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Hey everyone,

Maybe some of you have heard about this, but Cornell University has compiled a library of nearly 150,000 nature recordings representing approximately 9000 species (primarily birds). The earliest recording dates back to 1929, and the clips come from a variety of media and sources (of course, with varying quality and usability). Certainly inspirational, and some of the recordings are pretty hard to believe — the HAMMERING WALRUS sounds mentioned in a blog post are pretty mind-blowing.

HERE is the libary's home page.

HERE is the link to the blog post.

Enjoy!
~Matt

  • But it is very important to note that these are not royalty free, they require commercial licensing to use the recordings. I have actually spoken with them about this in the pas . A great resource, yes, but unfortunately it's not a free for all. I like referencing it to discern what bird I captured in a recording. – Stavrosound Jan 29 '13 at 18:55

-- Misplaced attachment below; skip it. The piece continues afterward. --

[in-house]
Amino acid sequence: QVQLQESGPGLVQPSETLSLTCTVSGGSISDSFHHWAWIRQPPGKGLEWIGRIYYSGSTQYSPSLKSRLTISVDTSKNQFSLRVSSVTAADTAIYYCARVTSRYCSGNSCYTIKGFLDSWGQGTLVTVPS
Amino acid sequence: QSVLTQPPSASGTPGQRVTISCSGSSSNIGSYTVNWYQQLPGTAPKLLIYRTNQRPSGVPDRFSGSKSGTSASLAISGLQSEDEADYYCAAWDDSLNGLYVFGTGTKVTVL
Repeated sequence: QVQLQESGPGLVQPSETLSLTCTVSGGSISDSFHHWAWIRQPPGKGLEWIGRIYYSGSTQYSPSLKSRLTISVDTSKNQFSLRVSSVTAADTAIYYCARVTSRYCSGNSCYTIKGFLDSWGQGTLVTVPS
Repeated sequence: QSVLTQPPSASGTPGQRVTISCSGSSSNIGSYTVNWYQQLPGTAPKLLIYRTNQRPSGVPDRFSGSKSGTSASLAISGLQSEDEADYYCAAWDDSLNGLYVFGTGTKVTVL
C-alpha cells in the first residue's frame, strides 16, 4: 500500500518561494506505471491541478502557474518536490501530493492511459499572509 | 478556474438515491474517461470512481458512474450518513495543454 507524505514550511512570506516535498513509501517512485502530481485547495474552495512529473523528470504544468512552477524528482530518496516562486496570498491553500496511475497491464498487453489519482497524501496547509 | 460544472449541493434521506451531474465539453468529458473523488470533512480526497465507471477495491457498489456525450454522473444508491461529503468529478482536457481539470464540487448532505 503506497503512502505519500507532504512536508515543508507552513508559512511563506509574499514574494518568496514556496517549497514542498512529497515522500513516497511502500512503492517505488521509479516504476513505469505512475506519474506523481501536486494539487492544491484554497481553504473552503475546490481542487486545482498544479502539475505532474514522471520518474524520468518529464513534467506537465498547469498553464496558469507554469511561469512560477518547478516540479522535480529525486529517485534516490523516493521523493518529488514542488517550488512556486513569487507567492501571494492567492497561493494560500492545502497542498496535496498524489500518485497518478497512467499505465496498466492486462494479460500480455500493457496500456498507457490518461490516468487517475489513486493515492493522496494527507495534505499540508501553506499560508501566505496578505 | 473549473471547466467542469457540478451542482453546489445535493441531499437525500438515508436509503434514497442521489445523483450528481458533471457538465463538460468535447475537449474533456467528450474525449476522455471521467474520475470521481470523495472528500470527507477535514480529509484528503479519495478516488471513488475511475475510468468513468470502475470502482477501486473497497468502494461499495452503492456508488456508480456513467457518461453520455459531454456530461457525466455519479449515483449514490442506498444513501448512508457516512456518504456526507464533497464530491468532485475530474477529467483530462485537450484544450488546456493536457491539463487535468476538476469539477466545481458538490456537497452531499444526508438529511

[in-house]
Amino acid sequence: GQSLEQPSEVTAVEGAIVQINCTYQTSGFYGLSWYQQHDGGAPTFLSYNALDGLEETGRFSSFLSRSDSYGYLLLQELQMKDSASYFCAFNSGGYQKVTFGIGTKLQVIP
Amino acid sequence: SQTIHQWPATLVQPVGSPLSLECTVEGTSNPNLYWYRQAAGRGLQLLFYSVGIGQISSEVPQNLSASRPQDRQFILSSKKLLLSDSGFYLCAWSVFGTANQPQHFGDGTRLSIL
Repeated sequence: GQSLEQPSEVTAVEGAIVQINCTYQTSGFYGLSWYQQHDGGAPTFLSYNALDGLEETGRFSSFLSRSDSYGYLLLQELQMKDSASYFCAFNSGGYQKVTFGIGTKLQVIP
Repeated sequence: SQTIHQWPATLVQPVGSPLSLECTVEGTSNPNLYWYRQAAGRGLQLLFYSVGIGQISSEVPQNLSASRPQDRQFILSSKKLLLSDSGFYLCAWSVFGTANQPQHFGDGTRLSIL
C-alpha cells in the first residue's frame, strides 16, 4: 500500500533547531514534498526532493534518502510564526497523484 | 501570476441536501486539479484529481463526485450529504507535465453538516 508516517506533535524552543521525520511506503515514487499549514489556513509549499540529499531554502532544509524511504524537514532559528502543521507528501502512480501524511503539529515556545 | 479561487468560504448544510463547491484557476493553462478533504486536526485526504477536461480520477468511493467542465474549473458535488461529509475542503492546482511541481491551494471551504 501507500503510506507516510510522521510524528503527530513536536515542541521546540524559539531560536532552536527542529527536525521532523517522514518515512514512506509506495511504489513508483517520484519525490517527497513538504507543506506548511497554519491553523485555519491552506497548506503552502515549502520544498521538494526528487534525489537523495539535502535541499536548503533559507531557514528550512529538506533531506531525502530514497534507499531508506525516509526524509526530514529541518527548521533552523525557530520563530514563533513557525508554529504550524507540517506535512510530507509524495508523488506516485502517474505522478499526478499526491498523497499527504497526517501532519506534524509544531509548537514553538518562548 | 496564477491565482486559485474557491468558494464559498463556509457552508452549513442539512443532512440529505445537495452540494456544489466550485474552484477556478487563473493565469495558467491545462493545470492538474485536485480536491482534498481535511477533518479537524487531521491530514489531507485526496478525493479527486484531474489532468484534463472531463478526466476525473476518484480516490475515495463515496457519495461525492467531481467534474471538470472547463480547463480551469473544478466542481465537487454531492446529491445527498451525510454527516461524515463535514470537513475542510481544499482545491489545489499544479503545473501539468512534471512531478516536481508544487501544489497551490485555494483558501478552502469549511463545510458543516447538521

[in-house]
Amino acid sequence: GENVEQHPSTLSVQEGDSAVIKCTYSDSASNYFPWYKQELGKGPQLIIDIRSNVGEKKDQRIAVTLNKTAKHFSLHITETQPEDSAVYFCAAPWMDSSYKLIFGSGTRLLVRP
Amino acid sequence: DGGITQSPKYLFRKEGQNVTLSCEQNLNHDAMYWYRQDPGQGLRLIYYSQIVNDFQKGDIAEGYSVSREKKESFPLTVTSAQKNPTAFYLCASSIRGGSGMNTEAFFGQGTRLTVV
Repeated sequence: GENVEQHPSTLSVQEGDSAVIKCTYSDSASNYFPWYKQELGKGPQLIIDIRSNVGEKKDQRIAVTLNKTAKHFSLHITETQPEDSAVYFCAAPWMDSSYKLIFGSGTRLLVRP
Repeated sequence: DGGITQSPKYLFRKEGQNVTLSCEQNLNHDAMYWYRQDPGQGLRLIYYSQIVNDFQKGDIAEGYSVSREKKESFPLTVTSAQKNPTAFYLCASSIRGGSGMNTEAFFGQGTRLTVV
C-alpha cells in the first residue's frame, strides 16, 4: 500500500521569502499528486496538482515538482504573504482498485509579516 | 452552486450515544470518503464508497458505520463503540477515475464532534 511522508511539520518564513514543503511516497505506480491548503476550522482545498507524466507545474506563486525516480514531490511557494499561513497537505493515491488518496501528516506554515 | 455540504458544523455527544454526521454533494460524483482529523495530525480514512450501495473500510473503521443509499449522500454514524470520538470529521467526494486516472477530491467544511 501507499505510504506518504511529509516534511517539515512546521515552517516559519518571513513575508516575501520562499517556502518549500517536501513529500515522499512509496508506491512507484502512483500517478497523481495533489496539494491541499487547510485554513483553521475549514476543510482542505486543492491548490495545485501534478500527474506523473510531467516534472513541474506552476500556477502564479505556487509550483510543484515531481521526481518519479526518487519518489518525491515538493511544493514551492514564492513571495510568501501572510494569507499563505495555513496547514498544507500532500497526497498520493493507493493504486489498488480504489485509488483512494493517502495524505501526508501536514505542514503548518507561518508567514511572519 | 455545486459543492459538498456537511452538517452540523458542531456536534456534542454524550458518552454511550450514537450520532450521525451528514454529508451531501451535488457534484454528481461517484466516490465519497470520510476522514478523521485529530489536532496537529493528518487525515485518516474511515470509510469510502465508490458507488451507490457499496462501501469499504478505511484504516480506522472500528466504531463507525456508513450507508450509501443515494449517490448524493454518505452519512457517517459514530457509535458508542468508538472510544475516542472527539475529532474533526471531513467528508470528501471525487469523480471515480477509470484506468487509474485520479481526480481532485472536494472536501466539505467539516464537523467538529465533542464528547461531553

• So what are their rates? I'm trying to figure out if it's worth contacting them. At least a ballpark figure can be useful. – Cat Jan 29 '13 at 19:18
  • I don't recall exactly, but they treat it like needle-drop licensing - expensive and on a per-cue usage basis. That's what I remember at least, it was a big turn off to me. – Stavrosound Jan 29 '13 at 22:34
  • I suppose posting this to a forum of sound designers would imply that it might have commercial benefit to you all... my apologies if I misled anyone. I think it's a cool reference, as Stavro mentioned, and potentially some inspiration for our original, creative work. I also happen to enjoy hearing very old nature recordings that still sound quite pristine (that 1929 recording of the sparrow is entirely useable). – Matt Glenn Jan 29 '13 at 23:30
  • No apology necessary, it's all good. I remember it being ambiguous when I discovered the site and only learned the details after speaking directly to them - one would think, in an effort to protect what they do, would have more complete disclaimers and legalese on the site about this, but it's all quite vague until you speak with someone. Was just sharing some of my experience to hopefully save people from the ambiguity. It's a great resource I refer to often nonetheless, especially for seeing what species are located where to aid in authenticity in the edit. – Stavrosound Jan 30 '13 at 4:43

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